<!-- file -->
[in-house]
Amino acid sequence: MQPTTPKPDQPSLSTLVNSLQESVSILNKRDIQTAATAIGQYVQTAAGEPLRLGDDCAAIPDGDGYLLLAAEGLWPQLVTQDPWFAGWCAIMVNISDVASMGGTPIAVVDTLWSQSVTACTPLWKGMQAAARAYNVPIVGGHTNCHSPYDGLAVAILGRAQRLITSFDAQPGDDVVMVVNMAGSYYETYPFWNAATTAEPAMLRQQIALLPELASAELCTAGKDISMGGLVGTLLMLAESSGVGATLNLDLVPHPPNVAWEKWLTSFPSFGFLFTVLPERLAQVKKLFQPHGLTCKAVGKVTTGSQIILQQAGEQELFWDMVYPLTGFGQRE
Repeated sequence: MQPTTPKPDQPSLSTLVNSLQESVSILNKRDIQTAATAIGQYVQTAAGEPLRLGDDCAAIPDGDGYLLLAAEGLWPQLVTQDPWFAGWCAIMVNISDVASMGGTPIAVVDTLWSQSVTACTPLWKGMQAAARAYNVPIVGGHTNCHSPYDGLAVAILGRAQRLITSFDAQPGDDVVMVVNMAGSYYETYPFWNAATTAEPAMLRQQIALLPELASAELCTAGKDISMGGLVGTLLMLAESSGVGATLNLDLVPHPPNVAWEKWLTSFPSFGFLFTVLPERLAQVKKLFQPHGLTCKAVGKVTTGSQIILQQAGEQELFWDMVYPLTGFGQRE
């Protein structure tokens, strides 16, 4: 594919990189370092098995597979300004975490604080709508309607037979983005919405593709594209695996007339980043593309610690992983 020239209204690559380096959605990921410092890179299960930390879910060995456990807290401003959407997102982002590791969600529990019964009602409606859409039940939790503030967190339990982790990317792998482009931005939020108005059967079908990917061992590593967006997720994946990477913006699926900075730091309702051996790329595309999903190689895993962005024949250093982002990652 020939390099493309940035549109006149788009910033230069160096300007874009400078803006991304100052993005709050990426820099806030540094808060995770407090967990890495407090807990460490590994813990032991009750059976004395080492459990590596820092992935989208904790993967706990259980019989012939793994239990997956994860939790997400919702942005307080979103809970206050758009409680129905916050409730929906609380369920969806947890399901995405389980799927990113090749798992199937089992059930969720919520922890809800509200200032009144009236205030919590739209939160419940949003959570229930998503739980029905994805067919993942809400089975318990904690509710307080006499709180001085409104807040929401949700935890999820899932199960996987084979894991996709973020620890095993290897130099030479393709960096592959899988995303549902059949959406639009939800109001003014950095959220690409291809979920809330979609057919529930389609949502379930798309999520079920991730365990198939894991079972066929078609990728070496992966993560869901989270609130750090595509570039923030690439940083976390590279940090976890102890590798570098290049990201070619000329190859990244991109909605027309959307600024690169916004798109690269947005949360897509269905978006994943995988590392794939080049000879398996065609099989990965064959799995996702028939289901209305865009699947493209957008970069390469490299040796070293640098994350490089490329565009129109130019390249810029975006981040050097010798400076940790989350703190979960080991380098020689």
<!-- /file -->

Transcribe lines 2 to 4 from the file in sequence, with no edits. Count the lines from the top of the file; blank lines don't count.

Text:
Amino acid sequence: MQPTTPKPDQPSLSTLVNSLQESVSILNKRDIQTAATAIGQYVQTAAGEPLRLGDDCAAIPDGDGYLLLAAEGLWPQLVTQDPWFAGWCAIMVNISDVASMGGTPIAVVDTLWSQSVTACTPLWKGMQAAARAYNVPIVGGHTNCHSPYDGLAVAILGRAQRLITSFDAQPGDDVVMVVNMAGSYYETYPFWNAATTAEPAMLRQQIALLPELASAELCTAGKDISMGGLVGTLLMLAESSGVGATLNLDLVPHPPNVAWEKWLTSFPSFGFLFTVLPERLAQVKKLFQPHGLTCKAVGKVTTGSQIILQQAGEQELFWDMVYPLTGFGQRE
Repeated sequence: MQPTTPKPDQPSLSTLVNSLQESVSILNKRDIQTAATAIGQYVQTAAGEPLRLGDDCAAIPDGDGYLLLAAEGLWPQLVTQDPWFAGWCAIMVNISDVASMGGTPIAVVDTLWSQSVTACTPLWKGMQAAARAYNVPIVGGHTNCHSPYDGLAVAILGRAQRLITSFDAQPGDDVVMVVNMAGSYYETYPFWNAATTAEPAMLRQQIALLPELASAELCTAGKDISMGGLVGTLLMLAESSGVGATLNLDLVPHPPNVAWEKWLTSFPSFGFLFTVLPERLAQVKKLFQPHGLTCKAVGKVTTGSQIILQQAGEQELFWDMVYPLTGFGQRE
């Protein structure tokens, strides 16, 4: 594919990189370092098995597979300004975490604080709508309607037979983005919405593709594209695996007339980043593309610690992983 020239209204690559380096959605990921410092890179299960930390879910060995456990807290401003959407997102982002590791969600529990019964009602409606859409039940939790503030967190339990982790990317792998482009931005939020108005059967079908990917061992590593967006997720994946990477913006699926900075730091309702051996790329595309999903190689895993962005024949250093982002990652 020939390099493309940035549109006149788009910033230069160096300007874009400078803006991304100052993005709050990426820099806030540094808060995770407090967990890495407090807990460490590994813990032991009750059976004395080492459990590596820092992935989208904790993967706990259980019989012939793994239990997956994860939790997400919702942005307080979103809970206050758009409680129905916050409730929906609380369920969806947890399901995405389980799927990113090749798992199937089992059930969720919520922890809800509200200032009144009236205030919590739209939160419940949003959570229930998503739980029905994805067919993942809400089975318990904690509710307080006499709180001085409104807040929401949700935890999820899932199960996987084979894991996709973020620890095993290897130099030479393709960096592959899988995303549902059949959406639009939800109001003014950095959220690409291809979920809330979609057919529930389609949502379930798309999520079920991730365990198939894991079972066929078609990728070496992966993560869901989270609130750090595509570039923030690439940083976390590279940090976890102890590798570098290049990201070619000329190859990244991109909605027309959307600024690169916004798109690269947005949360897509269905978006994943995988590392794939080049000879398996065609099989990965064959799995996702028939289901209305865009699947493209957008970069390469490299040796070293640098994350490089490329565009129109130019390249810029975006981040050097010798400076940790989350703190979960080991380098020689």